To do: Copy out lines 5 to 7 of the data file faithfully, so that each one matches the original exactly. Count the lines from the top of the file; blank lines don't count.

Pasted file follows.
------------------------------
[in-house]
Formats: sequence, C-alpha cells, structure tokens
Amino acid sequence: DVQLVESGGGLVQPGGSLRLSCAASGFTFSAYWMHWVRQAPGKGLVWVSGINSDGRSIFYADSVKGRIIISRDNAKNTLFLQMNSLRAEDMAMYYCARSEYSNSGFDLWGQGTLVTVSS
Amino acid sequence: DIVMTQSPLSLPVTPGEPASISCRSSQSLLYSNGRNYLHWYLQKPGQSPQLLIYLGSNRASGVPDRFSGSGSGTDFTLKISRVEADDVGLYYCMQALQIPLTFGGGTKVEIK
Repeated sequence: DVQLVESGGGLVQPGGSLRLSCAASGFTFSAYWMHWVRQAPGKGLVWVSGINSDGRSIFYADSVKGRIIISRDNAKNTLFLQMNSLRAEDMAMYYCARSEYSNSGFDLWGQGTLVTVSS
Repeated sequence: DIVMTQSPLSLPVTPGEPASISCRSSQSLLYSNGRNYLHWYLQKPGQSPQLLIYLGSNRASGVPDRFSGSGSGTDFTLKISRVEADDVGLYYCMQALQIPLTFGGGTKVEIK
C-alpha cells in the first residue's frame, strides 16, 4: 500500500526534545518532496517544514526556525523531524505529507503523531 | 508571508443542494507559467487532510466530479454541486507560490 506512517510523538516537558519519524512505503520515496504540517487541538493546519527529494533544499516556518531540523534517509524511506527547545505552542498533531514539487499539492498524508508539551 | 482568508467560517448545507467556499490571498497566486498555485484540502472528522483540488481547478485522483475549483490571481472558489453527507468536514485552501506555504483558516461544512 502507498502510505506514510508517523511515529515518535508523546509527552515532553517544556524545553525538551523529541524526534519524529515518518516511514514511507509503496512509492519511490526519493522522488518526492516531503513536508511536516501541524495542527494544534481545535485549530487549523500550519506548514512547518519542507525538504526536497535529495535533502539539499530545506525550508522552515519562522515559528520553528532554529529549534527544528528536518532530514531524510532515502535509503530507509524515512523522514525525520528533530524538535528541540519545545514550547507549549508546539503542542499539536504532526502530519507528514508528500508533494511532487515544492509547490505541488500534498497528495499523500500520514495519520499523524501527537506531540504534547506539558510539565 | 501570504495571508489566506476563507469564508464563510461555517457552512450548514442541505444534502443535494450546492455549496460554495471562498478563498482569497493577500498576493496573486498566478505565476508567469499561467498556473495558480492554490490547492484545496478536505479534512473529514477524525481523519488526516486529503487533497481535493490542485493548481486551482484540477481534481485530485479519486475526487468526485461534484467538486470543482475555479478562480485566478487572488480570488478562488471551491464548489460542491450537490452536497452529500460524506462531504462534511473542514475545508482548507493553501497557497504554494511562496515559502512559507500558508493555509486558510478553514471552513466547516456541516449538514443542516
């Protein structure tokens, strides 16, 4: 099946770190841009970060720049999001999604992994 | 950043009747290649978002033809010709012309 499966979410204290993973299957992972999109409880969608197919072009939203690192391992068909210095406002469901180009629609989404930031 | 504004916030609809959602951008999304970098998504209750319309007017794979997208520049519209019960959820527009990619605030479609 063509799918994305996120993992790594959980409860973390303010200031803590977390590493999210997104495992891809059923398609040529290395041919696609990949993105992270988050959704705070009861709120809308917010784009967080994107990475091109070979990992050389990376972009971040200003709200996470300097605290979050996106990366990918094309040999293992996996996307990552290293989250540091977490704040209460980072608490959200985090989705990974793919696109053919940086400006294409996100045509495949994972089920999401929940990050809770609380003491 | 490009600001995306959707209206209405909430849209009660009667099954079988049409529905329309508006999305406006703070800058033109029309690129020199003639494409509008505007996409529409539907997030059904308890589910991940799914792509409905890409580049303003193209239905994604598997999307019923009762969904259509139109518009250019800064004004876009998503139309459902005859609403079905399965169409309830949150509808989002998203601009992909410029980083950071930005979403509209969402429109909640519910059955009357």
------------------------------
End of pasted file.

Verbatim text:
Repeated sequence: DVQLVESGGGLVQPGGSLRLSCAASGFTFSAYWMHWVRQAPGKGLVWVSGINSDGRSIFYADSVKGRIIISRDNAKNTLFLQMNSLRAEDMAMYYCARSEYSNSGFDLWGQGTLVTVSS
Repeated sequence: DIVMTQSPLSLPVTPGEPASISCRSSQSLLYSNGRNYLHWYLQKPGQSPQLLIYLGSNRASGVPDRFSGSGSGTDFTLKISRVEADDVGLYYCMQALQIPLTFGGGTKVEIK
C-alpha cells in the first residue's frame, strides 16, 4: 500500500526534545518532496517544514526556525523531524505529507503523531 | 508571508443542494507559467487532510466530479454541486507560490 506512517510523538516537558519519524512505503520515496504540517487541538493546519527529494533544499516556518531540523534517509524511506527547545505552542498533531514539487499539492498524508508539551 | 482568508467560517448545507467556499490571498497566486498555485484540502472528522483540488481547478485522483475549483490571481472558489453527507468536514485552501506555504483558516461544512 502507498502510505506514510508517523511515529515518535508523546509527552515532553517544556524545553525538551523529541524526534519524529515518518516511514514511507509503496512509492519511490526519493522522488518526492516531503513536508511536516501541524495542527494544534481545535485549530487549523500550519506548514512547518519542507525538504526536497535529495535533502539539499530545506525550508522552515519562522515559528520553528532554529529549534527544528528536518532530514531524510532515502535509503530507509524515512523522514525525520528533530524538535528541540519545545514550547507549549508546539503542542499539536504532526502530519507528514508528500508533494511532487515544492509547490505541488500534498497528495499523500500520514495519520499523524501527537506531540504534547506539558510539565 | 501570504495571508489566506476563507469564508464563510461555517457552512450548514442541505444534502443535494450546492455549496460554495471562498478563498482569497493577500498576493496573486498566478505565476508567469499561467498556473495558480492554490490547492484545496478536505479534512473529514477524525481523519488526516486529503487533497481535493490542485493548481486551482484540477481534481485530485479519486475526487468526485461534484467538486470543482475555479478562480485566478487572488480570488478562488471551491464548489460542491450537490452536497452529500460524506462531504462534511473542514475545508482548507493553501497557497504554494511562496515559502512559507500558508493555509486558510478553514471552513466547516456541516449538514443542516